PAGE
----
More than a third (38%) of respondents are likely to consider introducing the newlifetime individual savings account (Isa) into their employee remuneration scheme in the future, according to research by law firm Sackers.
The survey of 78 employers, trustees and advisors also found that 84% of respondents want to offer more financial guidance and education support to help employees with the decision making process around pensions.
So reported Employee Benefits Magazine.yesterday.
Just how complicated can we make saving for retirement?
For most people (other than lawyers), a pension is something you save into so you have enough money to stop working, it’s an insurance against living too long and not being able to work for ever, it may even – for some – be a luxury item, a means of getting richer through the use of tax-breaks.
In order to make pensions happen we have had simple pension plans which deliver a proportion of your earnings to you after you stop earning as a defined benefit. When we screwed up the delivery of defined benefit , we moved to a similar system where the benefit delivered was a pot of money which you could spend as you liked. We decided to use work as the place to organise all this and payroll as the delivery mechanism.
Somewhere along the line we worked out that the tax treatment of all these payroll driven benefits needed to change and a year and a half ago the Government announced it was reviewing how much tax we’d pay on the contributions we and our employers made towards our retirement. Instead of implementing the proposals laid out in the 2015 budget, the Treasury went off at a tangent and introduced the Lifetime ISA.
Somewhere along the line, the Lifetime ISA has moved from being a savings scheme to help buy a house and – if there’s anything left over – top up the pension pot, to a workplace ISA to be offered as an employee benefit.
One for the lawyers and consultants
Let’s be clear, the workplace pension is the way most of us save for retirement, those who don’t have either opted out of employment or opted out of workplace pensions and they are a small minority of the working population. They are getting smaller, each month that the auto-enrolment juggernaut moves on.
People like auto-enrolment because- though they have no clue where their money goes- they save automatically – resistance seems futile!
The greatest challenge facing auto-enrolment, certainly for employers who can afford to engage Sackers as their pension solicitor, is the need for more money into workplace pensions.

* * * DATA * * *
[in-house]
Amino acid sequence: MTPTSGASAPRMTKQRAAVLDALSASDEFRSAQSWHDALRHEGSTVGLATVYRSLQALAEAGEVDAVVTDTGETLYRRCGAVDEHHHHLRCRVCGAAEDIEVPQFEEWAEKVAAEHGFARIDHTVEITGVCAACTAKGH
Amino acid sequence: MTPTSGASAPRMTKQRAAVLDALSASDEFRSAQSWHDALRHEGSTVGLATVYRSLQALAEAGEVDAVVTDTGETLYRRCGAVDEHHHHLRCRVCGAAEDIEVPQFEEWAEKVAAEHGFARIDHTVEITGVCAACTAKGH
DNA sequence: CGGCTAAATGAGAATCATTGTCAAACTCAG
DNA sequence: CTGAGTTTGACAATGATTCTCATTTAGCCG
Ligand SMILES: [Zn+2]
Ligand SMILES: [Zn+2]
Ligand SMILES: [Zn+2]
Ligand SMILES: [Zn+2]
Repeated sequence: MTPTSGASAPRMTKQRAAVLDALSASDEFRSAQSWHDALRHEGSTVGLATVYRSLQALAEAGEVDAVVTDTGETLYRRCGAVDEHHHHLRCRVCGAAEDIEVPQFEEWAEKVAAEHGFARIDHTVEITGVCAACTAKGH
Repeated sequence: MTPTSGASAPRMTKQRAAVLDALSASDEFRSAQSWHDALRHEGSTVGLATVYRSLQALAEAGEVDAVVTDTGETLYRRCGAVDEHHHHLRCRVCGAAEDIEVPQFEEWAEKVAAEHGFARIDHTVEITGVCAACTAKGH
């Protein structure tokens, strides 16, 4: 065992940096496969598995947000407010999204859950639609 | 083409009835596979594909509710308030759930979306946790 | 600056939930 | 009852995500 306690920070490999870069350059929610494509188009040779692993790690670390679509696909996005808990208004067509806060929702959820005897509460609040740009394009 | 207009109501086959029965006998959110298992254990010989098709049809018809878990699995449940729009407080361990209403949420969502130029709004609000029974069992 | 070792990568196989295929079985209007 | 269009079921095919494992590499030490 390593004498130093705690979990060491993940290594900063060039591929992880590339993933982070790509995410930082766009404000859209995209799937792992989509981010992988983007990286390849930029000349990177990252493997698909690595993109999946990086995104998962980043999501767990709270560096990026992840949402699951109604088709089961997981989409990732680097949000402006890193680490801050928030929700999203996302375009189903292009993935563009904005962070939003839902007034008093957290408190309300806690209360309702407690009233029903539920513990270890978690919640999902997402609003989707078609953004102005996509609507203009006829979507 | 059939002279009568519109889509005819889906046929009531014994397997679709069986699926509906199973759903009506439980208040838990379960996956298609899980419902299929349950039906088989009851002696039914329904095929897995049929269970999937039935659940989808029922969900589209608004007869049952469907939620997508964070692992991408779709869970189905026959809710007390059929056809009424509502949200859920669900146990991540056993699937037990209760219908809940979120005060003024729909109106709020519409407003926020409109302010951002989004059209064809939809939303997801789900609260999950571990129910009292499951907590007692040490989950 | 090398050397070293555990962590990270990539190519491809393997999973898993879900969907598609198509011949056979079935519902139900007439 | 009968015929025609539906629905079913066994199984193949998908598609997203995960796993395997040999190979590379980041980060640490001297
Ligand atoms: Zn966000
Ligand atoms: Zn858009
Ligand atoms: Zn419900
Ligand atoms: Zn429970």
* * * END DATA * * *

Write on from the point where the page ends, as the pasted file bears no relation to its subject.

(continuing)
Which begs the question, why are employers getting their knickers in the twist over a product that doesn’t exist (LISA), let alone a workplace version of a product that doesn’t exist?
Here are the remarkably uninteresting results of the poll (of 78 employers)
- 4% of respondents are already considering offering lifetime Isas within their staff remuneration package.
- More than half (58%) of respondents have no plans to include the lifetime Isa within their benefits package.
- 45% of respondents believe the lifetime Isa will have a negative impact on pensions and retirement saving.
- 95% of respondents feel prevented from offering financial guidance and education.
- 20% of respondents feel they lack the expertise to offer financial guidance, and 41% are worried about the legal risks of doing so.
There are many things in life to worry about…
George Osborne, the architect of LISA and tormentor in chief of the pensions industry is currently enjoying a well earned spell in the dog-house.
He has had his chance to put pension taxation on a proper footing but he bottled it in favour of winning a referendum which he managed to lose.
Having convinced himself he had the common touch with “pension freedoms”, he and his Treasury had been conniving to blow away what was left of the P in the DWP with a suite of ISAs that would pave the way for George’s coronation of Prime Minister in 202o.
For George Osborne, there are many things to worry about, most of them to do with his career, I doubt that he is losing much sleep right now about having totally lost the plot on pension taxation reform.
Workplace ISAs should not be one of them
We need to make auto-enrolment a success and complete part one of the project – so we’re all in.
We need to auto-escalate to 3+5 and then get to proper levels of retirement saving so that we can start looking forward to retirement again.
We need to sort out the cross-subsidies in taxation that make pension saving a lot more rewarding for high-earners.
We need to stop messing about (and publishing unrepresentative surveys) about workplace ISAs.
Consider the lilies
I am on a boat, there are no lilies in the mill pond, but there is a swan. The swan swims around all day in a contented way, he gets on with being a swan. I imagine if they’d had swans in Palestine, Jesus would have asked us to consider swans , but either will do.
We really need to keep our jobs simple. People want simple ways to save for retirement and if we have financial education at work, it should be focussed on simple messages like “save more”, “save efficiently” and keep “consider the lilies”, thankfully – you don’t need a pension lawyer to do that.